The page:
After Congress, the Federal Reserve, the Federal Housing Federal Agency and, last but not least, the Securities and Exchange Commission all failed to recognize the hazardous levels that mortgage-backed securities were reaching in 2008, regulators realized something was seriously wrong.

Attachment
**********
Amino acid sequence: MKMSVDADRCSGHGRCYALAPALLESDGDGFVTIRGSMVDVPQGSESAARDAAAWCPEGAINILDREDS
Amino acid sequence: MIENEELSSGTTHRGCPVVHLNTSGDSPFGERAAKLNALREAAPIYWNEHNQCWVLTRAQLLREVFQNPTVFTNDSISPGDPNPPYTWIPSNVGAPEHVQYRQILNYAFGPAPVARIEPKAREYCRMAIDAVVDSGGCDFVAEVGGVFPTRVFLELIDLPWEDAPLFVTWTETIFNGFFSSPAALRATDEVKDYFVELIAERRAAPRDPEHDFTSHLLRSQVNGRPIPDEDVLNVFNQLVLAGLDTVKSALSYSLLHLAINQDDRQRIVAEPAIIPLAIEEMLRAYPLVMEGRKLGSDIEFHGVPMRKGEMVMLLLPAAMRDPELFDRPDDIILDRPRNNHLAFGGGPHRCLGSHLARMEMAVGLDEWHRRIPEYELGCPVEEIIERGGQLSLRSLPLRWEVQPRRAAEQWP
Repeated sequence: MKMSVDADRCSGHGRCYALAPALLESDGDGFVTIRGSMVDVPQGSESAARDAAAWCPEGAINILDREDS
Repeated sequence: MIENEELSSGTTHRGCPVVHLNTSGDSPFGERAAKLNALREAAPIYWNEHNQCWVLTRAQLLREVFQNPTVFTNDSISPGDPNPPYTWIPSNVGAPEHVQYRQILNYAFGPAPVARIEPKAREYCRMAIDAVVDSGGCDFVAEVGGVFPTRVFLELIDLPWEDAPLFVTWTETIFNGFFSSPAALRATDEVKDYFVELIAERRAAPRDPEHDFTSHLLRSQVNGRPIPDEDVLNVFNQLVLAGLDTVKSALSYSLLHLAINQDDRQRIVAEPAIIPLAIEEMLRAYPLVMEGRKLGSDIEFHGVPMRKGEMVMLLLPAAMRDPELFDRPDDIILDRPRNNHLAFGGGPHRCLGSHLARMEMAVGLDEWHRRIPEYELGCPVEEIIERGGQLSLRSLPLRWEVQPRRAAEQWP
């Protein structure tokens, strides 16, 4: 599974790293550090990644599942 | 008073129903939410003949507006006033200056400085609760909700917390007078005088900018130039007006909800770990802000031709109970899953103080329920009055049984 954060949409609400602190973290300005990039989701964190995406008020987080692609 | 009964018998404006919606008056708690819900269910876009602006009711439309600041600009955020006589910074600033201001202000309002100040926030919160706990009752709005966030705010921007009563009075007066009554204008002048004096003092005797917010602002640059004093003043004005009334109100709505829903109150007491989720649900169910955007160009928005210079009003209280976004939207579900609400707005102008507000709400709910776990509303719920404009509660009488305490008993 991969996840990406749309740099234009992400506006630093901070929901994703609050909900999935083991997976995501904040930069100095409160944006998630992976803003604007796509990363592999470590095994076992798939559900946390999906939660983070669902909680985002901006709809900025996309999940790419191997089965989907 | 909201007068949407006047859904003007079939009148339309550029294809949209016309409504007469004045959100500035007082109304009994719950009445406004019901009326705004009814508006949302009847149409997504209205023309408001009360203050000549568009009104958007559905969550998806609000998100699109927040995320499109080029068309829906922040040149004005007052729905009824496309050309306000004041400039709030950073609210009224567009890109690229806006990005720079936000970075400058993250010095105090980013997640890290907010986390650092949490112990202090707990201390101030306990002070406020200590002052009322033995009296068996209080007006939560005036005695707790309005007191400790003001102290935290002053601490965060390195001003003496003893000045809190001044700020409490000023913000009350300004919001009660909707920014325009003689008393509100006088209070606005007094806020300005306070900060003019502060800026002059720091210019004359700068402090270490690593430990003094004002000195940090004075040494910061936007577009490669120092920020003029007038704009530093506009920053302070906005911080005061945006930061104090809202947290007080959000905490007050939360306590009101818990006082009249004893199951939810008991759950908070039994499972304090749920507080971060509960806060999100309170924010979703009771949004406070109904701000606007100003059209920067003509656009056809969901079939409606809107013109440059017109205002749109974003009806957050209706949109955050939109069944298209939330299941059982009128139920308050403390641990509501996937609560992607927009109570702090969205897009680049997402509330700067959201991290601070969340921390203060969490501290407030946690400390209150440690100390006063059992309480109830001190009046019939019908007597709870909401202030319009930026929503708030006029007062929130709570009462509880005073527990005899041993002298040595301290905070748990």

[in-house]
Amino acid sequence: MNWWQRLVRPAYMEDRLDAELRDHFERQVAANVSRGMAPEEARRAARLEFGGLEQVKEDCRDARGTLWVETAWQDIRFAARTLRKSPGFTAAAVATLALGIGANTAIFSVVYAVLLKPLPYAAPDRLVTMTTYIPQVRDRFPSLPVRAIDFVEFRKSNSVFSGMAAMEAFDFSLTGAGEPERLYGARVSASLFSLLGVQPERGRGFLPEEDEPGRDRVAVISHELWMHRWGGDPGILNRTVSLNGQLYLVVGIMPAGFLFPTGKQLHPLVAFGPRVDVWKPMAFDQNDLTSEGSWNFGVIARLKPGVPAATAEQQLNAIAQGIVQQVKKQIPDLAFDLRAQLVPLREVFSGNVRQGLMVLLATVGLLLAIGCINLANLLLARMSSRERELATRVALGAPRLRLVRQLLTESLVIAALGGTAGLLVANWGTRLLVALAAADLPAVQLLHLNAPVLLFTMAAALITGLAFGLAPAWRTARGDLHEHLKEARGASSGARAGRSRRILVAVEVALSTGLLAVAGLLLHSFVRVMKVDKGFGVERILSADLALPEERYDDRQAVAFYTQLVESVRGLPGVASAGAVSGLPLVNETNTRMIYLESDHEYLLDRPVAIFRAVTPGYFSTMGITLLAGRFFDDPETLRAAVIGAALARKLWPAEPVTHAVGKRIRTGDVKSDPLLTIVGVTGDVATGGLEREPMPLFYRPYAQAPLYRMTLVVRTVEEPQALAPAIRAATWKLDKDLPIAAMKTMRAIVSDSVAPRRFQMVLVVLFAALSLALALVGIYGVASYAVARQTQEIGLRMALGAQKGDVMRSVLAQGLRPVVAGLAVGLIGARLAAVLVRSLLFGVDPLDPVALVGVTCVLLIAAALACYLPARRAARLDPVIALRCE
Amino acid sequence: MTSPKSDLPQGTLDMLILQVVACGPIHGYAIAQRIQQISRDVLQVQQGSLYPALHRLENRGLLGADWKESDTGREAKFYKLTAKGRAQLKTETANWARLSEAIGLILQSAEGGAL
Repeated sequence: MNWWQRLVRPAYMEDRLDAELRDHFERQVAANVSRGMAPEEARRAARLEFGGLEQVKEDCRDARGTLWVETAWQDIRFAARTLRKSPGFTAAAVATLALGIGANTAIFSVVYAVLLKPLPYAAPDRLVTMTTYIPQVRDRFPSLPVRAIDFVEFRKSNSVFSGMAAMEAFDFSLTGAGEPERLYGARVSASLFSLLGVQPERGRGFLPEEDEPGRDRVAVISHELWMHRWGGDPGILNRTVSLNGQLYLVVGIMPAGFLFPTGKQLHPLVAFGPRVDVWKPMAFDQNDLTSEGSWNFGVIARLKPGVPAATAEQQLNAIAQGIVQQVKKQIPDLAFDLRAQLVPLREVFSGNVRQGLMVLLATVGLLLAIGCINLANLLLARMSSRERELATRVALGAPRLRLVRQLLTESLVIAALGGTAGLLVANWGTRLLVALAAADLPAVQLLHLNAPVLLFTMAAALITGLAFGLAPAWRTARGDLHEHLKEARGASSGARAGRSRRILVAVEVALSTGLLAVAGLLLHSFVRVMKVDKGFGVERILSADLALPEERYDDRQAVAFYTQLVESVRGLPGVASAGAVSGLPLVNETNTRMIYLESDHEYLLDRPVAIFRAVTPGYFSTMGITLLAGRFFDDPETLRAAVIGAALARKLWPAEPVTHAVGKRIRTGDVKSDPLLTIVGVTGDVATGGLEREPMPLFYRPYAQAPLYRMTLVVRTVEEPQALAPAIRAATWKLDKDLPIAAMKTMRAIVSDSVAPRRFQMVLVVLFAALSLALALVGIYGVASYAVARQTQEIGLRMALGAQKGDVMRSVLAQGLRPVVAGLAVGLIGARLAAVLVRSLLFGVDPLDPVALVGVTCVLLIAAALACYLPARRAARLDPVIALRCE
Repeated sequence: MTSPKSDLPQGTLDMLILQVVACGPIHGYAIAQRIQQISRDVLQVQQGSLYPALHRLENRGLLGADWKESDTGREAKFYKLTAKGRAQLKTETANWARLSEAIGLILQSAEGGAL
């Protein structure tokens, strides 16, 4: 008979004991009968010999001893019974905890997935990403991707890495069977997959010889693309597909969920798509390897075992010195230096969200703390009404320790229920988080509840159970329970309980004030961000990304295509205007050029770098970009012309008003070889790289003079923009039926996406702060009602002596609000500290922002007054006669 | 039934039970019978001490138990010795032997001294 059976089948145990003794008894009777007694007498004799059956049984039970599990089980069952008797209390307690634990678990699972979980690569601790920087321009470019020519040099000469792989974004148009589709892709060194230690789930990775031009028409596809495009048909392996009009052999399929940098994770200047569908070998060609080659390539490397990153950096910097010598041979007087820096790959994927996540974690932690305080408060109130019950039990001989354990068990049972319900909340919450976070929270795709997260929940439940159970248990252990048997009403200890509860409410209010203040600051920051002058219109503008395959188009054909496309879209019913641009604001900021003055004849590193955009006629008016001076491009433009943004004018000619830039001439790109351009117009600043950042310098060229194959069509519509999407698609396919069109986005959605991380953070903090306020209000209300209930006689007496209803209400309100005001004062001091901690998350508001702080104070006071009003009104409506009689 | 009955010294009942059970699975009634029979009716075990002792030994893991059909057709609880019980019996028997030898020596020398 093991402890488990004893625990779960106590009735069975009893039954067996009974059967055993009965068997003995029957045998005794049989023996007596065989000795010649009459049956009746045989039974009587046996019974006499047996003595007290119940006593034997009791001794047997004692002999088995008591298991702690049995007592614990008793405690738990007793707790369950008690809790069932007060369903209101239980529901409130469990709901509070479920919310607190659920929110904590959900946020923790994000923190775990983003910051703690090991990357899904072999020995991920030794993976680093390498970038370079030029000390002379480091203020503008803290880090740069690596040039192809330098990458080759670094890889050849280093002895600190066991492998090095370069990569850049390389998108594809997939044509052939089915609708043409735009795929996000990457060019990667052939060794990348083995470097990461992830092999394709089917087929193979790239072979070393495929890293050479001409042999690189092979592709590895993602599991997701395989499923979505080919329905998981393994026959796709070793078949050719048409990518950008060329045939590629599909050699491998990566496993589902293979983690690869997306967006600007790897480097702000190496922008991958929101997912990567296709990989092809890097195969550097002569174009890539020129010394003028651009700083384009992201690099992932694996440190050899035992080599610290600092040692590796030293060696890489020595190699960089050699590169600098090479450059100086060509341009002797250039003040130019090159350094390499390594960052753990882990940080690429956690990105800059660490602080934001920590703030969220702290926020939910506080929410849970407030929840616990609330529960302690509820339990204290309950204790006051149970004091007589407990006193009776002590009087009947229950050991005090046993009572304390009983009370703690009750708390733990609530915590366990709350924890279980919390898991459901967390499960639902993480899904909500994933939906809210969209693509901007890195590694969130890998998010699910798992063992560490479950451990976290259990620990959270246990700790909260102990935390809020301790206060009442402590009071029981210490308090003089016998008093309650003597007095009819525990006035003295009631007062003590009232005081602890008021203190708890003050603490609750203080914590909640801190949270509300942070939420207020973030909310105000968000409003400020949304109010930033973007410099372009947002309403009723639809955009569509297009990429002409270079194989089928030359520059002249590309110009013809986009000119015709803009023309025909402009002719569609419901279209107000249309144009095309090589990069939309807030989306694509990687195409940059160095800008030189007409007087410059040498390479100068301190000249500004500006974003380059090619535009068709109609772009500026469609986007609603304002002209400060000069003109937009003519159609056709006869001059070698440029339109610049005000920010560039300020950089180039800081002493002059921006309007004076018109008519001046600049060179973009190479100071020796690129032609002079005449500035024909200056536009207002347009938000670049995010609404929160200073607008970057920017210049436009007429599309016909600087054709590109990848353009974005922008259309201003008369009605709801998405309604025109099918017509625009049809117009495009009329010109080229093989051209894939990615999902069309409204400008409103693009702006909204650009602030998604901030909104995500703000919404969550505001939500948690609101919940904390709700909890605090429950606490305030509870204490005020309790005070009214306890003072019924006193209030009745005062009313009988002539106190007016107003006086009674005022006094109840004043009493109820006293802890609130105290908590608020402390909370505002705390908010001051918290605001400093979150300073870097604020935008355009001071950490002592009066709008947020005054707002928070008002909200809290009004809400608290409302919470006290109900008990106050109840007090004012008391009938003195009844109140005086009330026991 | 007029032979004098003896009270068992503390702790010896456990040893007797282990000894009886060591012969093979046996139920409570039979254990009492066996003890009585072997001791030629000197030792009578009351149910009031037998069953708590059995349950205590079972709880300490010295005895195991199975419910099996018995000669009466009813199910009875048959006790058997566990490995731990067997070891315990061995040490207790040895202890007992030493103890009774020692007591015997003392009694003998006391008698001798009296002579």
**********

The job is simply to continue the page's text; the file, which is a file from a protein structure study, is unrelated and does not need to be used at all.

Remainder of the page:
When Bernie Madoff's $17.3 billion Ponzi scheme finally caught up with him after three decades of false returns and botched SEC exams, the Commission knew it had to do more than require independent audits. That prompted the SEC to step up to the plate with a new, risk-based approach with the aim of seeing the bigger picture-anomalies in prices, sales practices, profits, performance, audits and custody, not to mention financial innovations-all to avoid another financial Armageddon-or crook.

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